Updated: Feb 7, 2020
Apply a simple writing hack to the rest of your life, and watch out world, here you come!
As a writing teacher, I challenge my students to strengthen their verbs. It's a pretty simple concept, really. Instead of "she is sad," write "tears well in her eyes. Quickly glancing away, she looks up, gasps for breath, and begins to speak." While this simple hack produces stronger writing, in fact, verbs have the power to transform so much more.
“Accept-- choose-- take action"
Since becoming a mom, like so many others I know, I've felt anxiety creep into my own life. I look at my precious children, my heart overflowing with love but also worry. I, after all, shoulder responsibility for their safety and well-being. What does this fever mean? Why does she have growing pains again? Is it bone cancer? What's this vein on my leg? What if it's a blood clot? Maybe I should check it out? Now. Right now. I can't just keel over in Target from a blood clot; I have my kids with me. What would they do? Plus, I've been having too many tacos lately, and what if I have actually have cancer and don't know it. How do you know if you have cancer? And what about that heartburn last night? Was it heartburn or signs of something more? I better make a smoothie today, extra greens powder. Green smoothies will keep me safe... unless, what is that person over there doing? Seems suspicious...What if? I better leave...kids let's go...
I share this thought montage because I know so many of us out there can relate to feelings of anxiety and the mama bear worry that can control and limit our lives. Last year when I realized my fight and flight response was stuck in activation mode, I was guided (by the grace of God) to the process of ACT therapy through an amazing workbook and a God-sent counselor. I am not trained in psychology, and I struggle to remember all the details of both my undergrad and grad Ed Psych classes. So please, if you feel a even a bit pulled to seek counseling, I urge you to take that step. Wise counsel is so important and can help in so many ways. Okay, this all comes back to verbs, I promise. You see, Doctors Forsythe and Eifert, authors of The Mindfulness and Acceptance Workbook for Anxiety, explain that "ACT [therapy] is about letting go, showing up to life, and getting yourself moving in the directions you want to go." Notice all the action verbs. But this is not denying or rejecting your feelings either. The core idea in ACT is to accept your feelings, choose a direction, and commit to an action and changing what you can change: your verbs. It's a verb acronym actually: "ACT-- accept--choose--take action." Simple and profound. It's about the verbs you choose for yourself.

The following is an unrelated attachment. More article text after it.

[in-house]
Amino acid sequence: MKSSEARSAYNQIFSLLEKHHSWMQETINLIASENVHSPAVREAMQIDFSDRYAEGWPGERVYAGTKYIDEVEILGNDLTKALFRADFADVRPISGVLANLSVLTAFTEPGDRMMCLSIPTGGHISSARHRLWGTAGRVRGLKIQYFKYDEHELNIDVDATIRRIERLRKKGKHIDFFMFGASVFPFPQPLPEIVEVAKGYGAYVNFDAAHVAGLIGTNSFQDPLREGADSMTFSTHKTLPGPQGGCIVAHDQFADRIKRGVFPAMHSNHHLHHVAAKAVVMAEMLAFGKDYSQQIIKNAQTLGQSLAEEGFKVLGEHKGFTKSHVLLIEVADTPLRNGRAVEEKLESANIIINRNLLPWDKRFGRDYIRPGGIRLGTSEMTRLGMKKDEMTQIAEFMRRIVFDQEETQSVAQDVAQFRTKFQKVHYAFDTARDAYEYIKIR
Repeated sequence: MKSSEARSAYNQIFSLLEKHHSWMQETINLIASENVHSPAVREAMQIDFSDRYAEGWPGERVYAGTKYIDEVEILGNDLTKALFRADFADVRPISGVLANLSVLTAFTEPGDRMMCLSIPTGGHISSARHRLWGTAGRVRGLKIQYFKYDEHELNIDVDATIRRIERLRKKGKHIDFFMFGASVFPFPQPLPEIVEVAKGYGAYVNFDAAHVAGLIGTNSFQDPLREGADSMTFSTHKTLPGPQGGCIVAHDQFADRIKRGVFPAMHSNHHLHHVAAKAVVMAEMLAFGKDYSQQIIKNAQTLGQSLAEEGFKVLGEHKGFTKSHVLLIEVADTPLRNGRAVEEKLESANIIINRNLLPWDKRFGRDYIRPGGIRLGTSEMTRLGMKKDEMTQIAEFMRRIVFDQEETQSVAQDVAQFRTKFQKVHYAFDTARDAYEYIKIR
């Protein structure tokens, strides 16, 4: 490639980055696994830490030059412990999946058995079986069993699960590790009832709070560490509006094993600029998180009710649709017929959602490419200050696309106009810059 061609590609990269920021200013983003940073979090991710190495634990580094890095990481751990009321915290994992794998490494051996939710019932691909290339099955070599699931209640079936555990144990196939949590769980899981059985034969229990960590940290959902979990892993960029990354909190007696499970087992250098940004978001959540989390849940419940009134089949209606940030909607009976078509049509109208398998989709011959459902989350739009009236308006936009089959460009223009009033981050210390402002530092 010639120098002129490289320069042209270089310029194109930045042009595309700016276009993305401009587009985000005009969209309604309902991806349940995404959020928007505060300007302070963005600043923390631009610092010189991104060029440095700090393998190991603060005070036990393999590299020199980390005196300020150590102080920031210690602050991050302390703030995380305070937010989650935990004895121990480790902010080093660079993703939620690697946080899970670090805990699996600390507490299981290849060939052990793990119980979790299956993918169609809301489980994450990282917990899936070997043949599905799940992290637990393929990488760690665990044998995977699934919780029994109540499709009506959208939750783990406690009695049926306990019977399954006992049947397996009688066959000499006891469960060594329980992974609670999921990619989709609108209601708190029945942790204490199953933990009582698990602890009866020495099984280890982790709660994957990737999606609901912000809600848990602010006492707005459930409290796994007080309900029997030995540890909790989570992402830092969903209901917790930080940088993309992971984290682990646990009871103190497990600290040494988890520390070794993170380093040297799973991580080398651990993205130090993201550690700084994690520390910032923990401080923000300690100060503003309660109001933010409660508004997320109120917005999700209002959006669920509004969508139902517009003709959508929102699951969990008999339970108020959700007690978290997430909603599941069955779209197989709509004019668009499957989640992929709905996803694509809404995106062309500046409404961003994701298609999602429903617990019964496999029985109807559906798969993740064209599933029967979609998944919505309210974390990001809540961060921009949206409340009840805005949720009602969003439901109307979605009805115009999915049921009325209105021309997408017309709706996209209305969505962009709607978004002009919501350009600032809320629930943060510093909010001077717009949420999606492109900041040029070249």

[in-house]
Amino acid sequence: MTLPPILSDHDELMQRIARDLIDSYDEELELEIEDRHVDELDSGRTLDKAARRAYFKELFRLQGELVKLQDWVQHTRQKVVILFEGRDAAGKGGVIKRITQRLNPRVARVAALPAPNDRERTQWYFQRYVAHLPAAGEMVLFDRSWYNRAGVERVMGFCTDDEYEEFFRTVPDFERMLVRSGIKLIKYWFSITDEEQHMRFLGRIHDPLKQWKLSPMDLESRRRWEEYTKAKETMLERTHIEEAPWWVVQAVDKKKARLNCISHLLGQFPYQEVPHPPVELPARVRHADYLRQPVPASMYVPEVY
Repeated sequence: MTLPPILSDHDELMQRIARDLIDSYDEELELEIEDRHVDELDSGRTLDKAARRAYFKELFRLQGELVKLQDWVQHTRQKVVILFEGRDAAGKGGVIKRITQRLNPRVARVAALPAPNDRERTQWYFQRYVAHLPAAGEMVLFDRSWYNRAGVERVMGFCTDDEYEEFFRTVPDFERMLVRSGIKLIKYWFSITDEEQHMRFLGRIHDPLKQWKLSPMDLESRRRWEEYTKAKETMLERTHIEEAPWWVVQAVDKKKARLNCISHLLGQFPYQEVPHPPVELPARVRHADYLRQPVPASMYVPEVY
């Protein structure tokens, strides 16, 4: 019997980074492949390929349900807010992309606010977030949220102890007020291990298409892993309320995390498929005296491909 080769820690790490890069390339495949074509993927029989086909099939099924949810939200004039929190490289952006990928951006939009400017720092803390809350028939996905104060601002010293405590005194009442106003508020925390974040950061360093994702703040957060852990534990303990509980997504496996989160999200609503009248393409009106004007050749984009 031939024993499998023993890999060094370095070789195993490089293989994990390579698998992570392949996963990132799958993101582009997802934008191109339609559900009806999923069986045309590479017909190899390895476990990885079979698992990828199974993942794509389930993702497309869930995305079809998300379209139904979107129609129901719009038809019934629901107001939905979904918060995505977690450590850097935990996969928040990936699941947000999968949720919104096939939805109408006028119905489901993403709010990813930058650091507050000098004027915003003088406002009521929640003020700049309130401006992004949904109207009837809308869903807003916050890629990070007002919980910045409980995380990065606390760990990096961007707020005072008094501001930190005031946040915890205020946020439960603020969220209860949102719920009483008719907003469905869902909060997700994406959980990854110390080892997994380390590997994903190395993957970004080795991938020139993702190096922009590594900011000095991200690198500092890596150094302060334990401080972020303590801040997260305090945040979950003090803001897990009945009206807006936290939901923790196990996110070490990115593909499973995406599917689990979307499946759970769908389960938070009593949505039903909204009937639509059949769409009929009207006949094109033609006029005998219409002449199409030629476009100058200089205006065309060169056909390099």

You think I would have come to this conclusion earlier. I teach it, actually, in my theatre and speech classrooms. In theatre (acting after all) and speech performance, performers must never focus on the feeling their characters would have, rather they focus on the action. What actions you select shape the story, regardless of the words. As a director, I would ask my actors to identify the underlying action or goal in their scene. A slight shift in verb makes all the difference. To criticize or to connect? To avoid or to accept? To judge or to empathize? How different a story unfolds when different verbs are applied. On stage, just like in writing or working through anxious thoughts, active strong verbs make all the difference. By focusing on the action of the character in the moment, actors and speakers can overcome stage fright and ignite their performance with a life energy rather than a distanced shell of a character.
“What verbs do you choose for yourself today?"
So what is true of writing, rings true for life. Words matter. Verbs matter. Act. (and ACT). You cannot choose your feelings, but you can accept your feelings and choose your action. What verbs do you choose for yourself today? How do you live those verbs? Try it: in your ebook journal work,Writing with Grace, (download it if you haven't yet!) when you write, start paying attention to the verbs. Keep them active. Keep them strong. From that, our story of life unfolds.
What are your verbs? Share them in the comments below. Mine are on page 26 of Writing with Grace.
Resources: ebook Writing with Grace, Verb Chart,